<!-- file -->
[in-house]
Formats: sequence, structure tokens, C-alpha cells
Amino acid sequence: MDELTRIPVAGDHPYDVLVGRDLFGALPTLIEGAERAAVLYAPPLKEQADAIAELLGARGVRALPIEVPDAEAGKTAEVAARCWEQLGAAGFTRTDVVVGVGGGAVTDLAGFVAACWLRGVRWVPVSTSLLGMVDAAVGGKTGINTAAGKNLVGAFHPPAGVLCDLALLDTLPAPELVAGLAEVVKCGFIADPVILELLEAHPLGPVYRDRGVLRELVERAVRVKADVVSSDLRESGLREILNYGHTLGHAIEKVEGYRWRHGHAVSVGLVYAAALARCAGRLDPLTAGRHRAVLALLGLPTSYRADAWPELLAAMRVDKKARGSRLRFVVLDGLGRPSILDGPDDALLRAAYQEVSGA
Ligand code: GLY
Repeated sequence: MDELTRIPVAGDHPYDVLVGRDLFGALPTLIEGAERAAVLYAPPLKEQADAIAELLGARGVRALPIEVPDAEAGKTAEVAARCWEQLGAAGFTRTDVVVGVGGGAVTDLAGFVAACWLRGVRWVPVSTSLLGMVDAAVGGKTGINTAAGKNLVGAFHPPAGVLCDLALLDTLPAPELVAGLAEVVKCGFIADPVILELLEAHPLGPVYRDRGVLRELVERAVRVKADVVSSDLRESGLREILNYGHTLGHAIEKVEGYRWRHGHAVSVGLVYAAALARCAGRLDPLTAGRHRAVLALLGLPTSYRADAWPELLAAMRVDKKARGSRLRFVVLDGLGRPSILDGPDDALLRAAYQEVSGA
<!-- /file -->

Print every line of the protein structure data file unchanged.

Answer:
[in-house]
Formats: sequence, structure tokens, C-alpha cells
Amino acid sequence: MDELTRIPVAGDHPYDVLVGRDLFGALPTLIEGAERAAVLYAPPLKEQADAIAELLGARGVRALPIEVPDAEAGKTAEVAARCWEQLGAAGFTRTDVVVGVGGGAVTDLAGFVAACWLRGVRWVPVSTSLLGMVDAAVGGKTGINTAAGKNLVGAFHPPAGVLCDLALLDTLPAPELVAGLAEVVKCGFIADPVILELLEAHPLGPVYRDRGVLRELVERAVRVKADVVSSDLRESGLREILNYGHTLGHAIEKVEGYRWRHGHAVSVGLVYAAALARCAGRLDPLTAGRHRAVLALLGLPTSYRADAWPELLAAMRVDKKARGSRLRFVVLDGLGRPSILDGPDDALLRAAYQEVSGA
Ligand code: GLY
Repeated sequence: MDELTRIPVAGDHPYDVLVGRDLFGALPTLIEGAERAAVLYAPPLKEQADAIAELLGARGVRALPIEVPDAEAGKTAEVAARCWEQLGAAGFTRTDVVVGVGGGAVTDLAGFVAACWLRGVRWVPVSTSLLGMVDAAVGGKTGINTAAGKNLVGAFHPPAGVLCDLALLDTLPAPELVAGLAEVVKCGFIADPVILELLEAHPLGPVYRDRGVLRELVERAVRVKADVVSSDLRESGLREILNYGHTLGHAIEKVEGYRWRHGHAVSVGLVYAAALARCAGRLDPLTAGRHRAVLALLGLPTSYRADAWPELLAAMRVDKKARGSRLRFVVLDGLGRPSILDGPDDALLRAAYQEVSGA